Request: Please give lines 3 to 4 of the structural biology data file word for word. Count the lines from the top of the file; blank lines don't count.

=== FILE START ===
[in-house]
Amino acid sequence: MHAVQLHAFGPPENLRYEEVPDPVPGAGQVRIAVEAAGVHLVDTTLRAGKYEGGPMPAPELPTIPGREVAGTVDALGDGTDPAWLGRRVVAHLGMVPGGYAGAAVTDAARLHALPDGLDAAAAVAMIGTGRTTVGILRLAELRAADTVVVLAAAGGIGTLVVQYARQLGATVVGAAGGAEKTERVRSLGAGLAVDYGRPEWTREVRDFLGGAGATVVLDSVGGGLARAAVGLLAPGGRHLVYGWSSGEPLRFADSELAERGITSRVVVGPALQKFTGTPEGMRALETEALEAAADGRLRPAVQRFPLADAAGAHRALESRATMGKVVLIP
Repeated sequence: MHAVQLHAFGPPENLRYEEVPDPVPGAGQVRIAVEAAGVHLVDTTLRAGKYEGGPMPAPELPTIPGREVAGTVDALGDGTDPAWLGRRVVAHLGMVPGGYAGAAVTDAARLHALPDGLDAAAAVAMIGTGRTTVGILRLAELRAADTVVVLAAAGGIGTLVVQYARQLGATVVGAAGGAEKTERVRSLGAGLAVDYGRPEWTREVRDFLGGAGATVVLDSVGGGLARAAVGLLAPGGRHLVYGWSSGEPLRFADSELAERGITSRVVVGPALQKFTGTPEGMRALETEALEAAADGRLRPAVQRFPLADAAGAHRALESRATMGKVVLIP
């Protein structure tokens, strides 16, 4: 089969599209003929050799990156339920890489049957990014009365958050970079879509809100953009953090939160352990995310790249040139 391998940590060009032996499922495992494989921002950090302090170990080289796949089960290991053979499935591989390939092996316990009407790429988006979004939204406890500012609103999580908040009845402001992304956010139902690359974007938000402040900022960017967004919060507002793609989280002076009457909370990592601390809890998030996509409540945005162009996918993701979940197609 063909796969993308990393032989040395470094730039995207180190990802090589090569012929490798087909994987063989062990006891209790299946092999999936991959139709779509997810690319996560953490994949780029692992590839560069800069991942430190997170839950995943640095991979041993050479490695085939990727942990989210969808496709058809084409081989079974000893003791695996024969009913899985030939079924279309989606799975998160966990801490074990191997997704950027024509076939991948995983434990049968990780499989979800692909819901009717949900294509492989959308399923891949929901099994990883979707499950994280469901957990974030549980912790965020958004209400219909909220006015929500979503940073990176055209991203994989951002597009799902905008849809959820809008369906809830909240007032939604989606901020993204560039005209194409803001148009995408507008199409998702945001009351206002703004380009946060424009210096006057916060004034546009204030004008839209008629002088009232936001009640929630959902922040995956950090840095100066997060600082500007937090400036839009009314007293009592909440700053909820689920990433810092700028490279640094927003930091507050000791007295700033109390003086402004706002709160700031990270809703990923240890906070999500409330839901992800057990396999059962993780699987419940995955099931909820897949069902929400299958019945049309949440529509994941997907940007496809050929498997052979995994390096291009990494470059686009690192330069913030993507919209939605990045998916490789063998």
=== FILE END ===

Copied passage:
Repeated sequence: MHAVQLHAFGPPENLRYEEVPDPVPGAGQVRIAVEAAGVHLVDTTLRAGKYEGGPMPAPELPTIPGREVAGTVDALGDGTDPAWLGRRVVAHLGMVPGGYAGAAVTDAARLHALPDGLDAAAAVAMIGTGRTTVGILRLAELRAADTVVVLAAAGGIGTLVVQYARQLGATVVGAAGGAEKTERVRSLGAGLAVDYGRPEWTREVRDFLGGAGATVVLDSVGGGLARAAVGLLAPGGRHLVYGWSSGEPLRFADSELAERGITSRVVVGPALQKFTGTPEGMRALETEALEAAADGRLRPAVQRFPLADAAGAHRALESRATMGKVVLIP
């Protein structure tokens, strides 16, 4: 089969599209003929050799990156339920890489049957990014009365958050970079879509809100953009953090939160352990995310790249040139 391998940590060009032996499922495992494989921002950090302090170990080289796949089960290991053979499935591989390939092996316990009407790429988006979004939204406890500012609103999580908040009845402001992304956010139902690359974007938000402040900022960017967004919060507002793609989280002076009457909370990592601390809890998030996509409540945005162009996918993701979940197609 063909796969993308990393032989040395470094730039995207180190990802090589090569012929490798087909994987063989062990006891209790299946092999999936991959139709779509997810690319996560953490994949780029692992590839560069800069991942430190997170839950995943640095991979041993050479490695085939990727942990989210969808496709058809084409081989079974000893003791695996024969009913899985030939079924279309989606799975998160966990801490074990191997997704950027024509076939991948995983434990049968990780499989979800692909819901009717949900294509492989959308399923891949929901099994990883979707499950994280469901957990974030549980912790965020958004209400219909909220006015929500979503940073990176055209991203994989951002597009799902905008849809959820809008369906809830909240007032939604989606901020993204560039005209194409803001148009995408507008199409998702945001009351206002703004380009946060424009210096006057916060004034546009204030004008839209008629002088009232936001009640929630959902922040995956950090840095100066997060600082500007937090400036839009009314007293009592909440700053909820689920990433810092700028490279640094927003930091507050000791007295700033109390003086402004706002709160700031990270809703990923240890906070999500409330839901992800057990396999059962993780699987419940995955099931909820897949069902929400299958019945049309949440529509994941997907940007496809050929498997052979995994390096291009990494470059686009690192330069913030993507919209939605990045998916490789063998």